Tag Archives: Aethelflaed

Essential Sources: 2 – Fragmentary Annals

Aethelflaed, Lady of the Mercians

Aethelflaed, Lady of the Mercians, in the 12th-century Cartulary of Abington Abbey

Unlike the better-known Irish chronicles (such as the Annals of Ulster and the Annals of Tigernach) the text known as the Fragmentary Annals embellishes many of its year-entries with long passages of narrative saga. This is one reason why modern historians approach it warily. Another reason is its compiler’s obvious intent to write political propaganda for a particular dynasty, in this case the royal house of Ossory in south-east Ireland.

The text of the Fragmentary Annals survives in a seventeenth-century manuscript but analysis has shown that it was originally compiled in the mid-eleventh century. The compiler used various older chronicles, supplementing their year-entries with narrative tales of uncertain provenance. Without any means of tracing the origin of most of these stories, we cannot assess their accuracy or reliability, nor can we measure their historical value. Such uncertainty makes the Fragmentary Annals a controversial source indeed – and also a frustrating one. Many of the narrative passages offer unique, tantalising details about important historical characters and real events, but the very uniqueness of the data reduces its credibility.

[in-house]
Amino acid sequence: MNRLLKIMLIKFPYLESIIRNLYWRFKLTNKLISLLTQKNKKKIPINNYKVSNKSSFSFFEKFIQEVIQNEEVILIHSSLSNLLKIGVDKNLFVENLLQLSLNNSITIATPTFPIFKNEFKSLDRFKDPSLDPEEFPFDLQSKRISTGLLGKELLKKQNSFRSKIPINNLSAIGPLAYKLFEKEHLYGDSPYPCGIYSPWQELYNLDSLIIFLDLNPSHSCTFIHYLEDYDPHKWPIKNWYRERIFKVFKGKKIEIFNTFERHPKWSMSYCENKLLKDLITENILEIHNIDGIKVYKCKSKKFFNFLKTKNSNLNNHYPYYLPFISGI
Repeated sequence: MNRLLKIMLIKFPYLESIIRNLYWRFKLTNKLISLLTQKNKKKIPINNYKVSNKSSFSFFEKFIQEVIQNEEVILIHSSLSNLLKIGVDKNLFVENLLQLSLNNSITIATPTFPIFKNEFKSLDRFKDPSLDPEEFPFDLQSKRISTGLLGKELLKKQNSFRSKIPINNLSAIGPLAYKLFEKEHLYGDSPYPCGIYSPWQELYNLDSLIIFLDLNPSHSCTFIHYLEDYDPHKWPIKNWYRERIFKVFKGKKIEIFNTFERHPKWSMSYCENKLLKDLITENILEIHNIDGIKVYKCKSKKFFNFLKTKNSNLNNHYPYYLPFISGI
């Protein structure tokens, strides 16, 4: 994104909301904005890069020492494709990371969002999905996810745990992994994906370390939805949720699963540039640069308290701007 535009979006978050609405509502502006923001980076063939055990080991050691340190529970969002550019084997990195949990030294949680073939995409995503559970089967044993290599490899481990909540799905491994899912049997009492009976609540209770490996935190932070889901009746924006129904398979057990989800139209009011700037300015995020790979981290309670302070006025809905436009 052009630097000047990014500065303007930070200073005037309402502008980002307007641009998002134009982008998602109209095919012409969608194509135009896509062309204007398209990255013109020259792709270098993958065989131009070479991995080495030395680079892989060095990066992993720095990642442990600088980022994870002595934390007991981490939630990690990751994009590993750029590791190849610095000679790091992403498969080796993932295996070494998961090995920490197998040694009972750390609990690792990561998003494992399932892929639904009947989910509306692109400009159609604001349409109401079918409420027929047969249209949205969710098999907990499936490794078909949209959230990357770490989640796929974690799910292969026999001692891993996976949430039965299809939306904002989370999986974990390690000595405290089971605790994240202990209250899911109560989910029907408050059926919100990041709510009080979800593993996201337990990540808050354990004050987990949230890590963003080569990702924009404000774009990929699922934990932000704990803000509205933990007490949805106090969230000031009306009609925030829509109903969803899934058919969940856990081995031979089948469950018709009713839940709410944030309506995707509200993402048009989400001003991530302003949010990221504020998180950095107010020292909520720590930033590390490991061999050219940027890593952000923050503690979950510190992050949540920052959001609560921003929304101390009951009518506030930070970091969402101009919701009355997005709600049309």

The Viking-Age kingdom of Strathclyde appears twice. The first occurrence is slightly erroneous, because the context relates not to Strathclyde but to its predecessor Alt Clut. The event in question is the assault on Dumbarton Rock by a large force of Norse Vikings in 870. Although the eleventh-century compiler of the Fragmentary Annals knew of a kingdom called Srath Cluada in his own lifetime he seems to have been unaware that a political entity of this name did not emerge until after 870 when the royal dynasty of the Clyde Britons abandoned Dumbarton. The annal for the Viking raid is shown below. This is a scanned image from the definitive 1978 edition by Joan Radner, where the English translation appears on the facing page. Numbers in bold typeface are from Radner’s own editorial notation.